The topic of this paper is the affect of climate change on allergic diseases and allergens. The anticipated impact of climate change on public health is mostly negative. According to Katelairs and Beggs (2018), climate change is the biggest global health threat of this century. Climate change affects biological and human systems, including human health.
In terms of the current status of the topic, people have allergic diseases when they are exposed to pollen during the pollen season or fungi during flooding. D’Amato et al. (2017) also argue that the increasing trend in allergic respiratory disease and bronchial asthma was caused by the rising presence of allergens associated with climate change. In the future, Katelairs and Beggs (2018) argue that climate change will result in increased pollen production and allergenicity in some plant species. In addition, people have allergic diseases due to extreme events, such as thunderstorms and tropical cyclones. Climate change increases the number of such extreme events increasing allergic diseases. For example, Katelairs and Beggs (2018) argue that the flooding caused by tropical cyclones will increase mold growth in damp homes, making humans more subject to allergic diseases, such as asthma.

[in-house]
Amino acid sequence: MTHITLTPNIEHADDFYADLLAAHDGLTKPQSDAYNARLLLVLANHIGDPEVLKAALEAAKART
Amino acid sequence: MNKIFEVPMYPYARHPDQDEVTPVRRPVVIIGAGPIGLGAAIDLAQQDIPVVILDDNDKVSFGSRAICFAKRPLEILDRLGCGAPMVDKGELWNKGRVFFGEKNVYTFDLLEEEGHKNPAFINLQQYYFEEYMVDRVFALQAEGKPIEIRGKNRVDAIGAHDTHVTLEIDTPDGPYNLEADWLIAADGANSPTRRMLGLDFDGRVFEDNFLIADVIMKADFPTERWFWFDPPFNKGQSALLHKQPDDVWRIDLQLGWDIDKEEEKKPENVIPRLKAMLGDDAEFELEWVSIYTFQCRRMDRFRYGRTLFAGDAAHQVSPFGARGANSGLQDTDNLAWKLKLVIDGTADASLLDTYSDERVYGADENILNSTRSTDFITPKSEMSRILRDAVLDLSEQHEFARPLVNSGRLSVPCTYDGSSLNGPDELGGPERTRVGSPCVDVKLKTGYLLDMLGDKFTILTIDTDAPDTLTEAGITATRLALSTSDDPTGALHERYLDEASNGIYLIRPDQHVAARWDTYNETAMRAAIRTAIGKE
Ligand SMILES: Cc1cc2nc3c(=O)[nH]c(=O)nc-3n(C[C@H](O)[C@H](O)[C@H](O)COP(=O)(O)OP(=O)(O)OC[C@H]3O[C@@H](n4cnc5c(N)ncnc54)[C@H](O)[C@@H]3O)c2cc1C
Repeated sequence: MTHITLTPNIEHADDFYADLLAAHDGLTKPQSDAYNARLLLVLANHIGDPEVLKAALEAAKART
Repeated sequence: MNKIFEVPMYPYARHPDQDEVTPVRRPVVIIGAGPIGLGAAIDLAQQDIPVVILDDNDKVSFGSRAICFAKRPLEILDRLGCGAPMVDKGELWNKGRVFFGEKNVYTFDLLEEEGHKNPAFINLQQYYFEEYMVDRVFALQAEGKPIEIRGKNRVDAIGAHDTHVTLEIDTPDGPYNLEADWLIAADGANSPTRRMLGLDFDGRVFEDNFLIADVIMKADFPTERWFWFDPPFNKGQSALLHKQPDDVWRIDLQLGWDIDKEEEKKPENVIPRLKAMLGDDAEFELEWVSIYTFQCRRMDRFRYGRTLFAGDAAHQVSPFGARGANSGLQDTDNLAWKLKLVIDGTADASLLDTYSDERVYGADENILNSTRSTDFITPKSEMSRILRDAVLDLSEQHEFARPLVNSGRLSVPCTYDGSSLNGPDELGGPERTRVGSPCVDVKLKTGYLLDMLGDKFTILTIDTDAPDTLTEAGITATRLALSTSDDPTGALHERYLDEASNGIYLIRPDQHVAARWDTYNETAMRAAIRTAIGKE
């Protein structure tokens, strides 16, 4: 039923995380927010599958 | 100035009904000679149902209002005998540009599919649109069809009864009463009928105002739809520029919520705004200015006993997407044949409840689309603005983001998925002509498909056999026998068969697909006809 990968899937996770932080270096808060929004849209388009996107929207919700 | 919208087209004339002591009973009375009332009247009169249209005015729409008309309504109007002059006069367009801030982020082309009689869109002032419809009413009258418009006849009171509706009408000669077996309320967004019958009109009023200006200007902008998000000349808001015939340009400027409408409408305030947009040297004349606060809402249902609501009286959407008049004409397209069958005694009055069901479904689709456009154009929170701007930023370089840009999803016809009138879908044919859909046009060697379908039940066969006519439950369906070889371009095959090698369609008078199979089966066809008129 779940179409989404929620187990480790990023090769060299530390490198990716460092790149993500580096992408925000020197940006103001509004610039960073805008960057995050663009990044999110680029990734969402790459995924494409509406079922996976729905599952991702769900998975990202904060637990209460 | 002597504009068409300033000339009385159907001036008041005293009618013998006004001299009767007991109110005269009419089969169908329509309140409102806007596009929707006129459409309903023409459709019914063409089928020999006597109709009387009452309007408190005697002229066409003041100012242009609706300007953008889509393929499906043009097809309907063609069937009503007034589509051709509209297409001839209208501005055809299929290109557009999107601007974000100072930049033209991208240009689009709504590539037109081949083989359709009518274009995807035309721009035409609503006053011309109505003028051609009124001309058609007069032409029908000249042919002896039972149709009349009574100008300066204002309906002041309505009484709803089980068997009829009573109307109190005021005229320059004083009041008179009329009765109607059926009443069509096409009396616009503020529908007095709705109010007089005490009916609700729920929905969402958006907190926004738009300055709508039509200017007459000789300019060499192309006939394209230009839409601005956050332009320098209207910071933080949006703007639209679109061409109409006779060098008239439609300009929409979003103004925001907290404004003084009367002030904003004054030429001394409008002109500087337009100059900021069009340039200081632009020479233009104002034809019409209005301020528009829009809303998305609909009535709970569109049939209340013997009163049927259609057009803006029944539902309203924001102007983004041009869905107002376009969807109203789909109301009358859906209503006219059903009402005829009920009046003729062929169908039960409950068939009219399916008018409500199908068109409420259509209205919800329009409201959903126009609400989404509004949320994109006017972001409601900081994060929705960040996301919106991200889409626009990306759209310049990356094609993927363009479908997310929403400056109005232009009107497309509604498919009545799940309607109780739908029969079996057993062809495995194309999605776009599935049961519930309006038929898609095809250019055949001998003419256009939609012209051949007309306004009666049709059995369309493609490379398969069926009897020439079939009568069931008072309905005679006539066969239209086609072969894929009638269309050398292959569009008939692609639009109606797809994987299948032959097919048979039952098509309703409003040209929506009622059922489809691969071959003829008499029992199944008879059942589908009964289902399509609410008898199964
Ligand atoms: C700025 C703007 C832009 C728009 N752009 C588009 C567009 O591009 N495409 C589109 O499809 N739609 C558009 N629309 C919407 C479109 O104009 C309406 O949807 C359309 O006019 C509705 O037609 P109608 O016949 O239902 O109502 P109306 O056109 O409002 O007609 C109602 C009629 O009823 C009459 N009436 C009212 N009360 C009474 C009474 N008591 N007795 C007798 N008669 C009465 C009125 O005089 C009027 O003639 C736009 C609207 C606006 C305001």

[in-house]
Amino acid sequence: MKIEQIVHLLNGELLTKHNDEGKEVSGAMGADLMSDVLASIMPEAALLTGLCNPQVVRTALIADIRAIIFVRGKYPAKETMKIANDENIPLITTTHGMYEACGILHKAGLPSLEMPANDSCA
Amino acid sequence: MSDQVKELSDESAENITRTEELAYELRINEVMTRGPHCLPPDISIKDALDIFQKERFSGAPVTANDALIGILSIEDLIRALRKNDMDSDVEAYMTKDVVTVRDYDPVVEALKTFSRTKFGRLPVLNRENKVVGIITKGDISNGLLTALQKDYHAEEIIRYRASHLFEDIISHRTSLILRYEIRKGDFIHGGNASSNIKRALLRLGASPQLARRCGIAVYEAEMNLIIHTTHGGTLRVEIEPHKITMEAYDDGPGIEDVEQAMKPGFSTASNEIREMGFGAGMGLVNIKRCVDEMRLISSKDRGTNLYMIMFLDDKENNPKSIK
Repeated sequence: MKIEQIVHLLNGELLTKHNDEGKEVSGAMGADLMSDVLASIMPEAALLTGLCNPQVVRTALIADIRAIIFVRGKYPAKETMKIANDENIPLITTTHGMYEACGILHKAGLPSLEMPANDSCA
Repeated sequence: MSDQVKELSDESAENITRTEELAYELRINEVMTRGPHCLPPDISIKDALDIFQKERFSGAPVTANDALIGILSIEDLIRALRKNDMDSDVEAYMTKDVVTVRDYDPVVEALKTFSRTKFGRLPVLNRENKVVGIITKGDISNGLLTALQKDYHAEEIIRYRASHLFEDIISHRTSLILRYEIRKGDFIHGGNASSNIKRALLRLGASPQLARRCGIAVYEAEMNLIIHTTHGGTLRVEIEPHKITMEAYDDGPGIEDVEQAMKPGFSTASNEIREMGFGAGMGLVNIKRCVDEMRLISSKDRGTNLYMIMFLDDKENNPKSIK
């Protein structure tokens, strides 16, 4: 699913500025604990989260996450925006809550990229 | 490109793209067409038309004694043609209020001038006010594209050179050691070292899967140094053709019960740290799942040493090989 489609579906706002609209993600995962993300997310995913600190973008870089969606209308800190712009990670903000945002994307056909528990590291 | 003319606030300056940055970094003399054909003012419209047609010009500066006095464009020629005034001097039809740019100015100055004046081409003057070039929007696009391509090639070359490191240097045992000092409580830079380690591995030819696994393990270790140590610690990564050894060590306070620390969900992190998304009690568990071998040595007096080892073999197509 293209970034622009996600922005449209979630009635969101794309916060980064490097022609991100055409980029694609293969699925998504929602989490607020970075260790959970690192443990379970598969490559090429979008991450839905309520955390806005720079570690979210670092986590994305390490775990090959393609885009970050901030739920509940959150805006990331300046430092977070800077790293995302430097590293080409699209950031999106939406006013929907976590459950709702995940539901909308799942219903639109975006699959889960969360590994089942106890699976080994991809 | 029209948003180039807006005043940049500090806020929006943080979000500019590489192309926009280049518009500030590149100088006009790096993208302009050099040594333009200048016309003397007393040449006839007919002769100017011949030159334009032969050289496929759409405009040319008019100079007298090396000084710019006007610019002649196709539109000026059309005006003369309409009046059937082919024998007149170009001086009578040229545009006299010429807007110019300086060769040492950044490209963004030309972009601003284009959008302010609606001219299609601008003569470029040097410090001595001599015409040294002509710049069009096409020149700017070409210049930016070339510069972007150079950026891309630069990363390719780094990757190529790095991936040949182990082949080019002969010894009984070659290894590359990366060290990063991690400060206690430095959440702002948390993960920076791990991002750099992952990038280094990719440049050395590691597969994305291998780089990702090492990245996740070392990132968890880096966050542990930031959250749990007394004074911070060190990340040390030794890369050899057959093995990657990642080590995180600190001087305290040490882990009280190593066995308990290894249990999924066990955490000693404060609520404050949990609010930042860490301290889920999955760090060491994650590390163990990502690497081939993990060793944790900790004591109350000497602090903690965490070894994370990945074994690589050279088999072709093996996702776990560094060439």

The expected impact of climate change will be particularly significant in populations where the prevalence of allergic diseases is already high or increasing. Health care must adjust to meet the demands and decrease health threats. Katelairs and Beggs (2018) suggest implementation adoption strategies and mitigating greenhouse gas as well as enhancing environmental monitoring, health surveillance and forward planning for the medical workforce. D’Amato et al. (2017) also recommend using adaptation strategies until global emissions continue to increase.
- D’Amato, G., Vitale, C., Lanza, M., & D’Amato, M. (2016). Climate change, air pollution, and allergic respiratory diseases: an update. Current Opinion in Allergy and Clinical Immunology, 16(5), 434-440, doi: 10.1097/ACI.0000000000000301.
- Katelairs, C. H., & Beggs, P. J. (2018). Climate change: allergens and allergic diseases. International Medical Journal, 48(2), 129-134, doi: 10.1111/imj.13699.